Later on, the Curtis Act was passed wherein we were to take our land in dollars and cents so we took our land in dollars and cents and each Choctaw was allowed $1,028.41 worth of land. Some got a hundred and sixty acres according to the value placed there on by the surveyors. Under the Atoka Agreement we were to divide the land equally, let it be what it might, but the Curtis Act superceded (sic) the Atoka Agreement and in 1902 they opened up a land office in Atoka, where we had to go to select our land, which we did, and after that we got our land patent from the Muskogee Indian Office. The first payment that the Choctaw got was some time in 1893; they got $103.00 per head and did not get any more until Woodrow Wilson was elected President and then they got several payments and the biggest payment was about $300.00 to each person and the least payment was $10.00 and that $10.00 payment was the last one the Choctaws got. I guess the Choctaws do not have any more money to their credit; the timberland has been sold out and the land that was reserved has been sold; everything has been sold that can be sold except our coal has been sold. My mother had a spinning wheel which she used to run and in the winter season she would card up some cotton or wool and then she would put these cotton or wool threads on the wheel and spin them into threads; then she would get some knitting needles and knit some socks and mittens for us children. Some of these threads mother would make into cloth and then she would dye this cloth with some roots and herbs. She would dye this cotton in white, red and black stripes.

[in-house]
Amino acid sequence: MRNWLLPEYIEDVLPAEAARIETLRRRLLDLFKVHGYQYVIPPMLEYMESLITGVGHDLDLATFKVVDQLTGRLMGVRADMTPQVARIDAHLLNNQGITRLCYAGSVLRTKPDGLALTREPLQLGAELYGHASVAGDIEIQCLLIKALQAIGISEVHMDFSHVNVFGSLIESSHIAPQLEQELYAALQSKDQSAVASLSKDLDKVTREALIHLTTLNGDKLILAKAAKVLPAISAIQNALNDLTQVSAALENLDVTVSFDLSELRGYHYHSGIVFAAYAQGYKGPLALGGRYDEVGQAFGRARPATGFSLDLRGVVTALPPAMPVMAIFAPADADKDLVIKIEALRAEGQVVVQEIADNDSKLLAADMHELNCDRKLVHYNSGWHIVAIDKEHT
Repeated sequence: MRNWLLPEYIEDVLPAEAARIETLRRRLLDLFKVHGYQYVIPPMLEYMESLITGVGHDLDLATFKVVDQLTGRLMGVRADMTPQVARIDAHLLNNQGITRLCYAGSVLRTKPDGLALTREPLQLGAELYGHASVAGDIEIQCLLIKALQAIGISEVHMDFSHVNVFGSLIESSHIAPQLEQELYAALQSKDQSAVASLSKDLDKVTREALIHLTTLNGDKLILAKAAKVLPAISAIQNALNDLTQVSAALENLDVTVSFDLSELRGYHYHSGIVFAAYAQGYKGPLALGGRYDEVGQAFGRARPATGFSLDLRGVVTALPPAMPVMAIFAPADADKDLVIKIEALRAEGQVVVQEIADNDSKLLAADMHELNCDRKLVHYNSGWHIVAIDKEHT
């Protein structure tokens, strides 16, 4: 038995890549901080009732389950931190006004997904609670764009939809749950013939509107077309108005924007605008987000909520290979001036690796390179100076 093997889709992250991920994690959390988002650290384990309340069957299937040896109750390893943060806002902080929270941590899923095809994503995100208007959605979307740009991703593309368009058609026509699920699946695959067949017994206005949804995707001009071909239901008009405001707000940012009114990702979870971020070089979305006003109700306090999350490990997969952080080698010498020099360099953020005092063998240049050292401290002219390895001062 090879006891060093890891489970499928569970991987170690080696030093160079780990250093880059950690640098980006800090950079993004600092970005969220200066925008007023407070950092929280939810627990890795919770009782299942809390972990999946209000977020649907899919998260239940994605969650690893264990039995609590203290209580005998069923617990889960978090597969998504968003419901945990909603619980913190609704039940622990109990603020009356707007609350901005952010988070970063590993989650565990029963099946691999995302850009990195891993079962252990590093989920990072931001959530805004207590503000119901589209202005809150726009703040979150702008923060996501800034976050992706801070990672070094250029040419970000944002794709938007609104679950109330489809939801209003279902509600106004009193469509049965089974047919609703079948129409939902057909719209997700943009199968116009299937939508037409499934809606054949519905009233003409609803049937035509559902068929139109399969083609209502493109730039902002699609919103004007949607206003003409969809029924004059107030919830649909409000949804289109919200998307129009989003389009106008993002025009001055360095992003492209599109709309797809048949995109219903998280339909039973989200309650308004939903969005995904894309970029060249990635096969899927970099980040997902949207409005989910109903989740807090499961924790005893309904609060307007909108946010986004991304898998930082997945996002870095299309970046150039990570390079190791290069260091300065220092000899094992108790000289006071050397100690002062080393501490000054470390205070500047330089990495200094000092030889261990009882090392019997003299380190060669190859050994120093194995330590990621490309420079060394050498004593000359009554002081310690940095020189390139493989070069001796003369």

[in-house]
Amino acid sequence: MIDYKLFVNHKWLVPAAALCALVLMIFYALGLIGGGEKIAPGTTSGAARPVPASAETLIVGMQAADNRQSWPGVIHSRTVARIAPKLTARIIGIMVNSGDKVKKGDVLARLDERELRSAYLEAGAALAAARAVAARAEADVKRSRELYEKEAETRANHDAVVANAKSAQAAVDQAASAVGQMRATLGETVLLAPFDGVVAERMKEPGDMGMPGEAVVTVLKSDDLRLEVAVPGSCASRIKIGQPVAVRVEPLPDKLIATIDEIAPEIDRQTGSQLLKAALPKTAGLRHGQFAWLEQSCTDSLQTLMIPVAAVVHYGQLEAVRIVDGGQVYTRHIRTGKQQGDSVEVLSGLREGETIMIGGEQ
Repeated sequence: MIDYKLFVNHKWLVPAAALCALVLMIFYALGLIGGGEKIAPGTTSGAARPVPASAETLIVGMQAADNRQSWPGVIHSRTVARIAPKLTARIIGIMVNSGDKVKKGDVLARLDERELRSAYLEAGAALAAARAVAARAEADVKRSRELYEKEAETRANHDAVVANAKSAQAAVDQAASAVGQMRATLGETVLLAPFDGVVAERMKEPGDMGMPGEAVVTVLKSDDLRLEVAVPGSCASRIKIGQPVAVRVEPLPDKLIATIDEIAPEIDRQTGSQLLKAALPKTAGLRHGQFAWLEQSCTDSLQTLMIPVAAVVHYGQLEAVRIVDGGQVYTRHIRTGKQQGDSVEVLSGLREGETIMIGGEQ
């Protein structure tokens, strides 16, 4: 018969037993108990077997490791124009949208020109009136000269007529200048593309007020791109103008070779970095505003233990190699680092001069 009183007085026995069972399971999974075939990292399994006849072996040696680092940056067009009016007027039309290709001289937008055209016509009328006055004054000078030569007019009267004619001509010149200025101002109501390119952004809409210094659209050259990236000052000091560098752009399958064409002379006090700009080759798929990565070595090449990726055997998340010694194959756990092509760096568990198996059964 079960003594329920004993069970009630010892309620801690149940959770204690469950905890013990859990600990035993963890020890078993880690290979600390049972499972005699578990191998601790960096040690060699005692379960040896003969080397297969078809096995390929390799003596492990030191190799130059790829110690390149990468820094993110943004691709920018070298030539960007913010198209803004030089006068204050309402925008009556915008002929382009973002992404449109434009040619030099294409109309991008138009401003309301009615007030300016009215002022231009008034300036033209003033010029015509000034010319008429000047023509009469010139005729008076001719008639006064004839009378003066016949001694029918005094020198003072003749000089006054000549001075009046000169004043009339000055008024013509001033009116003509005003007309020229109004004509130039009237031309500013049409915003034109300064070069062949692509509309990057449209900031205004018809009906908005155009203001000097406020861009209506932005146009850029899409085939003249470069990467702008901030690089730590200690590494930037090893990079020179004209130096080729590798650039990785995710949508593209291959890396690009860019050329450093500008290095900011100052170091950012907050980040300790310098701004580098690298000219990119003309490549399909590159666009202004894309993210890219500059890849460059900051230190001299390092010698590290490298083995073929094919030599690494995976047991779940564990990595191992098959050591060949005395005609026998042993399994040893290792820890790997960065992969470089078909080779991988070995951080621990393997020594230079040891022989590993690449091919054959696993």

My father used to trade at several places; he would go to McAlester, Atoka, Fort Smith, and some times he would go to Denison, Texas; he would take a yoke or oxen to make the trip; he bought our groceries from these places until after the Frisco Railroad was built and the little town of Tuskahoma was put up and then he did his trading at this place. I went to school for about ten years all together to neighborhood schools. I learned some things but not much; I can speak both languages, Choctaw and English, and can write in English but only a little in Choctaw. I served in the Choctaw Council at Tuskahoma in 1904 and 1905 when Governor Green McCurtain was the Chief of the Choctaw; that was about the last council we ever held before we lost our tribal government. I am Choctaw Indian; all of my people were Choctaws. I have lived among my own tribe all of my life and I never was anywhere else except in our nation.